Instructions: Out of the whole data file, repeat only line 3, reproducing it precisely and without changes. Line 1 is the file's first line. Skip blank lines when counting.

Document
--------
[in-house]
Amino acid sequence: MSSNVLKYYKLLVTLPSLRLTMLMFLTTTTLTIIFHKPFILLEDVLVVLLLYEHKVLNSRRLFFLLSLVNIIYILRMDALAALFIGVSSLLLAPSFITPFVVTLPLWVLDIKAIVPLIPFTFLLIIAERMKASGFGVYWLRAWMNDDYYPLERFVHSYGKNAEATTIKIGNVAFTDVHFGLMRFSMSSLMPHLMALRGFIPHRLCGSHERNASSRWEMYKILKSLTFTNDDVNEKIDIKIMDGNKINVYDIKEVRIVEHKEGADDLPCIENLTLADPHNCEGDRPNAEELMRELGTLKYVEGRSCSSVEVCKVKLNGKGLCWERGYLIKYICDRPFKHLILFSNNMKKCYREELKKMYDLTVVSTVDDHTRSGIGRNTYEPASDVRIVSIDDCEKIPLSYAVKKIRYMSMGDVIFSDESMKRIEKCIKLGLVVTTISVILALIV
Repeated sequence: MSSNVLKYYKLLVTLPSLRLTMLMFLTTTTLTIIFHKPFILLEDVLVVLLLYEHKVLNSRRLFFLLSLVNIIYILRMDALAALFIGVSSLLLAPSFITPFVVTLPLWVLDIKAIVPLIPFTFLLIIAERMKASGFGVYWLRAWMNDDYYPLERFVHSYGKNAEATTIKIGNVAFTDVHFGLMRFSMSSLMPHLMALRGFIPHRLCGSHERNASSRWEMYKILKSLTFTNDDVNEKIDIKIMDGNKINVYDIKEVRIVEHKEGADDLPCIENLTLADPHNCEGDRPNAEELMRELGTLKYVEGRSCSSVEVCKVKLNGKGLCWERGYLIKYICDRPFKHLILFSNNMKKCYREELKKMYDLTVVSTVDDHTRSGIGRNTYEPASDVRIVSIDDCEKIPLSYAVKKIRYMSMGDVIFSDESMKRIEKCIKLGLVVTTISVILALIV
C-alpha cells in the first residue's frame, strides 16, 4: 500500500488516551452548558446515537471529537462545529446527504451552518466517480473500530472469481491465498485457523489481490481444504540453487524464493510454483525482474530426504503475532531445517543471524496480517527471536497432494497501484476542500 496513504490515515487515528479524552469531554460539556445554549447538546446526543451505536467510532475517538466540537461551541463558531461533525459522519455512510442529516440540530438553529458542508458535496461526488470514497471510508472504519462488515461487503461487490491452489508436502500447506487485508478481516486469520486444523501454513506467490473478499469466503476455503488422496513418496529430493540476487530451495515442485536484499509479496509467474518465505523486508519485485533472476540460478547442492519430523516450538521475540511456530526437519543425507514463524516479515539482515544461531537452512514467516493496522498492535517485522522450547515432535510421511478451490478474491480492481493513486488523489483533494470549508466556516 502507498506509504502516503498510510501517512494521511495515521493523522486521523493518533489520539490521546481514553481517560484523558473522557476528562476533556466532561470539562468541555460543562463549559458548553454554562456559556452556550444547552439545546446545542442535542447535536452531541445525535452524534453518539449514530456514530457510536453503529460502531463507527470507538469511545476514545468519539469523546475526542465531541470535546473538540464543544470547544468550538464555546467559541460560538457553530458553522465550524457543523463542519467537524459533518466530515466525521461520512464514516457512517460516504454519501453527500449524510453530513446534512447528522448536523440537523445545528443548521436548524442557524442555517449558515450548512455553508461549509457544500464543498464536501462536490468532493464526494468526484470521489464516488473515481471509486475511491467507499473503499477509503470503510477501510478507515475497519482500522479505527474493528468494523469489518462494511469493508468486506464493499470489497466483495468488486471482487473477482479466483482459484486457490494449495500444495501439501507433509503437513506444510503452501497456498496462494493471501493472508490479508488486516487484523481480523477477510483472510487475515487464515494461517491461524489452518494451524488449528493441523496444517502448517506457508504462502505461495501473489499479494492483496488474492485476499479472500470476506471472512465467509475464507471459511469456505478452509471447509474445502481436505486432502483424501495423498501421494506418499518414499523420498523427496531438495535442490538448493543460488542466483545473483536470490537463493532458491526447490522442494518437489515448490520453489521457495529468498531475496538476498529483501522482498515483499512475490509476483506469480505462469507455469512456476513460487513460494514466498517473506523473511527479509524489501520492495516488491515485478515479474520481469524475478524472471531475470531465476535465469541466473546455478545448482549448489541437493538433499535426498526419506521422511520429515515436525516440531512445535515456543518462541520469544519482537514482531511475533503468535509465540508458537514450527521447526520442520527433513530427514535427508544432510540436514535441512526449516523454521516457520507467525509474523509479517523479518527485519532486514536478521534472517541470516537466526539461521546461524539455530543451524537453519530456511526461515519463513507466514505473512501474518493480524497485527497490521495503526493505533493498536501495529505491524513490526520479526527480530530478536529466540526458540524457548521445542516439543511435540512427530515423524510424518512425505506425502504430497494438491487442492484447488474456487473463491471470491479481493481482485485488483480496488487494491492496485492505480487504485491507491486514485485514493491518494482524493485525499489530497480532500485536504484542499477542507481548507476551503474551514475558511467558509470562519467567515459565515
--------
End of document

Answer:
Repeated sequence: MSSNVLKYYKLLVTLPSLRLTMLMFLTTTTLTIIFHKPFILLEDVLVVLLLYEHKVLNSRRLFFLLSLVNIIYILRMDALAALFIGVSSLLLAPSFITPFVVTLPLWVLDIKAIVPLIPFTFLLIIAERMKASGFGVYWLRAWMNDDYYPLERFVHSYGKNAEATTIKIGNVAFTDVHFGLMRFSMSSLMPHLMALRGFIPHRLCGSHERNASSRWEMYKILKSLTFTNDDVNEKIDIKIMDGNKINVYDIKEVRIVEHKEGADDLPCIENLTLADPHNCEGDRPNAEELMRELGTLKYVEGRSCSSVEVCKVKLNGKGLCWERGYLIKYICDRPFKHLILFSNNMKKCYREELKKMYDLTVVSTVDDHTRSGIGRNTYEPASDVRIVSIDDCEKIPLSYAVKKIRYMSMGDVIFSDESMKRIEKCIKLGLVVTTISVILALIV